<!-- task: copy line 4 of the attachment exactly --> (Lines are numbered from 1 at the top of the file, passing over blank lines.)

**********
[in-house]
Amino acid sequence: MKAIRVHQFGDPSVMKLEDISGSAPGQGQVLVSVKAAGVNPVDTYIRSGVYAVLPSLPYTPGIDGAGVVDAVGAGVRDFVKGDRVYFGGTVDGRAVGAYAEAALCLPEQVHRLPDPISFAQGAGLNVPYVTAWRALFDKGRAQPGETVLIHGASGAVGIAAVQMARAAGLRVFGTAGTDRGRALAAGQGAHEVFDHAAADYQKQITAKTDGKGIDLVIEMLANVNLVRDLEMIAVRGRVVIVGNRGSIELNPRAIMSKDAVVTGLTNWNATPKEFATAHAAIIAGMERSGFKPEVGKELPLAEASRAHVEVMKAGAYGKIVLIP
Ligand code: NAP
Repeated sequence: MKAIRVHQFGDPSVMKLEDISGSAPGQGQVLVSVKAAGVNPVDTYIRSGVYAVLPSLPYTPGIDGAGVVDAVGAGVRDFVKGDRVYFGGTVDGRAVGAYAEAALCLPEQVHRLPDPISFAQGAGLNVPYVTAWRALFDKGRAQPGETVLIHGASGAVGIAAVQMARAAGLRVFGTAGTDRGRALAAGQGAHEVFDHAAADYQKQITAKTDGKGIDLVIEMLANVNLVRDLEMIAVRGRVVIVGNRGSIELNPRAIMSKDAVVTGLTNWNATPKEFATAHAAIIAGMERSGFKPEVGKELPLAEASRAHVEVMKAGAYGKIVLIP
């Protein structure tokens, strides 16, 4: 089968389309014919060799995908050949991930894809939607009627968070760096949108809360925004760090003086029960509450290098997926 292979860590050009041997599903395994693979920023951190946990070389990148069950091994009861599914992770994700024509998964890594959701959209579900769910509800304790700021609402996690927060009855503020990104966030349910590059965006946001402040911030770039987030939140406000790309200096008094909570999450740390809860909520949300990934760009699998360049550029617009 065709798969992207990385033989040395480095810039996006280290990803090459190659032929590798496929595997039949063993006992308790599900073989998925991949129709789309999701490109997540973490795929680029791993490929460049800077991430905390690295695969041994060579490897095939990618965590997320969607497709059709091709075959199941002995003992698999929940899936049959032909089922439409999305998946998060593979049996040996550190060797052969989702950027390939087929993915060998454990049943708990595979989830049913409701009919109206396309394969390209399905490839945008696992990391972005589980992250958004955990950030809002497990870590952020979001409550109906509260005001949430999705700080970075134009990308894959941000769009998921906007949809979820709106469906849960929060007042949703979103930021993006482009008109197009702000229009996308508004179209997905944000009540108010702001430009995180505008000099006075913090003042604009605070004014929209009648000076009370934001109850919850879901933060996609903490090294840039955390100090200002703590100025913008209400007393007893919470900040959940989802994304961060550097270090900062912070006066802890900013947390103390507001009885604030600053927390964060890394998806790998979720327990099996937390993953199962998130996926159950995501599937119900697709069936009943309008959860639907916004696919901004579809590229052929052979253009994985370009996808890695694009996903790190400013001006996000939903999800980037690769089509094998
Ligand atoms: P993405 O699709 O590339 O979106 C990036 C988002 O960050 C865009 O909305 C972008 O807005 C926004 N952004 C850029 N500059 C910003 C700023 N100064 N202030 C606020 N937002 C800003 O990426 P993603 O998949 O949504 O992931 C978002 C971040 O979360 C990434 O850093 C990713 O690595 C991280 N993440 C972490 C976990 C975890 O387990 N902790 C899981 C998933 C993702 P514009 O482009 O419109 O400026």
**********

Repeated sequence: MKAIRVHQFGDPSVMKLEDISGSAPGQGQVLVSVKAAGVNPVDTYIRSGVYAVLPSLPYTPGIDGAGVVDAVGAGVRDFVKGDRVYFGGTVDGRAVGAYAEAALCLPEQVHRLPDPISFAQGAGLNVPYVTAWRALFDKGRAQPGETVLIHGASGAVGIAAVQMARAAGLRVFGTAGTDRGRALAAGQGAHEVFDHAAADYQKQITAKTDGKGIDLVIEMLANVNLVRDLEMIAVRGRVVIVGNRGSIELNPRAIMSKDAVVTGLTNWNATPKEFATAHAAIIAGMERSGFKPEVGKELPLAEASRAHVEVMKAGAYGKIVLIP